Lemon sugar cookies, perfect for summer, feature the bright citrus flavor of lemon in a buttery cookie. Make them chewy or crisp, your choice!
Why you’ll love it: The lemony flavor is irresistible, and the cookies are easy to make.
How long it takes: 15 minutes to make the dough, a few hours (or overnight) to chill it, and 12-14 minutes to bake each batch
Equipment you’ll need: mixing bowl, measuring utensils, electric mixer (optional), cookie sheet, oven
Servings: 3 dozen cookies, depending on size
Brightly flavored with lemon, these sugar cookies are a step above plain sugar cookies. Made with real lemon (is there any substitute for freshly squeezed lemon juice?) and fresh lemon zest, these cookies have plenty of citrus flavor.
Sometimes I get a little bored with chocolate. Did I really just say that? No, really, I would never lose my love for chocolate. Who can resist homemade chewy chocolate chip cookies or dark chocolate and pecan cookies? I know I can’t.
But there’s a whole amazing world of flavors out there and right now I’m on a lemon kick. I love lemon in sweet things, and savory recipes as well! Skeptical? Try lemon salmon with dill (the easiest recipe), one pan lemon pasta, lemon pepper shrimp, or lemon chicken orzo soup (Instant Pot & stovetop directions).
I love these lemon cookies in the summertime. They are a perfect snack or light dessert, with iced tea or lemonade. But when winter rolls around, what’s more welcome than a sunny cookie with a cup of hot tea to brighten your day?
So give chocolate a break and try lemon sugar cookies today. I know you’re gonna love them.
About These Lemon Sugar Cookies
Pretty much an old fashioned sugar cookie recipe with the addition of lemon juice and zest, this recipe is easy to make. Allow a few hours or even overnight to chill the dough. There are multiple reasons for chilling cookie dough. Basically, these cookies just turn out better if the dough is well chilled and they’re easier to roll into balls. If you’re in a hurry, put the dough in the freezer for an hour.
I’ll get you started here with a few tips and hints to help you out.
Keep reading for the printable recipe with complete directions and ingredient list.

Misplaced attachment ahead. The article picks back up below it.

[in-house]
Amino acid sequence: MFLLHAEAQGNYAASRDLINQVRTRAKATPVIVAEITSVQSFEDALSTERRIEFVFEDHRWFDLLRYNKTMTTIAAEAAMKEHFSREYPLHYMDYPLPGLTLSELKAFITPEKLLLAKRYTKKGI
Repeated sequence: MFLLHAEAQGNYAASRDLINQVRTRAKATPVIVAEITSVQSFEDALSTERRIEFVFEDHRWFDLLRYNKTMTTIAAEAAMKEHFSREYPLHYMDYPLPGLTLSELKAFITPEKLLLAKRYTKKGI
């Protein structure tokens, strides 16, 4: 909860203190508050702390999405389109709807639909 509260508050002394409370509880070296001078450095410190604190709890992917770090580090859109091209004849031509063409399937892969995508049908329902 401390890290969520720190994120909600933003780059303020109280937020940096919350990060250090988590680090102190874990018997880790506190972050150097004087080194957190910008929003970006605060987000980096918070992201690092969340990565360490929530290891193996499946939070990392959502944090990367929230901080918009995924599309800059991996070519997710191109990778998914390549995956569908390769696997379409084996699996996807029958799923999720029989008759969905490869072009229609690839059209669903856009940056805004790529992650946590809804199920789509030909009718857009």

What You Need
I’ve made plenty of cookies with good old arm power and they turn out fine.
If you have a stand mixer, they are super nice for mixing stiff cookie dough. They have that powerful motor that saves you a little energy. The only danger with stand mixers is that you can easily overmix the cookie dough which may give you tough cookies.
An electric hand mixer is fine for creaming the butter, sugar, and eggs but it will labor pretty hard when you add the flour. I usually end up doing that part by hand because I’ve found that smoke comes out of a hand mixer that’s working too hard. Yup, time to buy a new one then.
Enough about mixers, let’s gather what you need to make these cookies.
- Butter: Use unsalted butter and let it come to room temperature before you get started. If you only have salted butter, decrease the amount of salt added to 1/4 teaspoon.
- Sugar: Regular white sugar is what you need. It will give the sugar cookies just the right texture.
- Egg: Again, it’s best if the egg is at room temperature, just like the butter. If you’re taking it right out of the fridge, fill a small bowl with warm (not hot!) water and put the egg in it. Let the egg take a nice warm bath for 10 minutes.
- Lemon: You’ll need one lemon for this recipe. Zest the lemon peel first. Use a fine zester or you’ll end up with lemon strings in the cookies. Try not to get the pith (white part) because that can be bitter. Next, cut the lemon in half and squeeze out one tablespoon of juice.
- Pure Vanilla Extract: Lemon and vanilla really like each other; they go hand in hand for perfectly flavored sugar cookies.
- All-Purpose Flour: Okay, white flour. I almost always use at least part whole wheat flour in cookies but not these. Whole wheat is too grainy and dominant for these sugar cookies. I haven’t tested white whole wheat flour but I’m thinking that may be okay.
- Baking Powder, Baking Soda, Salt: Leavening and flavor, normal stuff for cookies.
- Coarse Sugar: This is optional but highly, highly recommended. We love the texture of the coarse sugar in these cookies and the way it crunches between your teeth. Turbinado sugar adds a bit of brownish color. If you don’t want that added color, use sanding sugar which is often found in the cake decorating section of your grocery store.
How To Make These Cookies
First of all, blend together the sugar and butter until it’s nice and creamy.
Add the egg and mix it in until it’s completely incorporated. Beat in the lemon juice and vanilla, then stir in the lemon zest.
Next, measure out the flour and add it to the bowl along with the baking powder, baking soda and salt. Lightly stir those three ingredients together on top of the wet ingredients. Many recipes call for doing this in a separate bowl but why make another bowl dirty?
Use a measuring cup for dry ingredients, not a liquid measuring cup. Always spoon the flour out of the canister or bag and lightly fill the measuring cup. Don’t use the measuring cup to scoop the flour because the flour will be compacted. You’ll end up with too much flour which makes dry hard cookies.
Stir the dough well. It will be pretty stiff and thick. Place the dough in a covered container or resealable bag and stick it in the fridge to chill.
When you’re ready to bake cookies, preheat your oven and line a cookie sheet with parchment paper or Silpat. Remove the dough from the fridge and get rolling.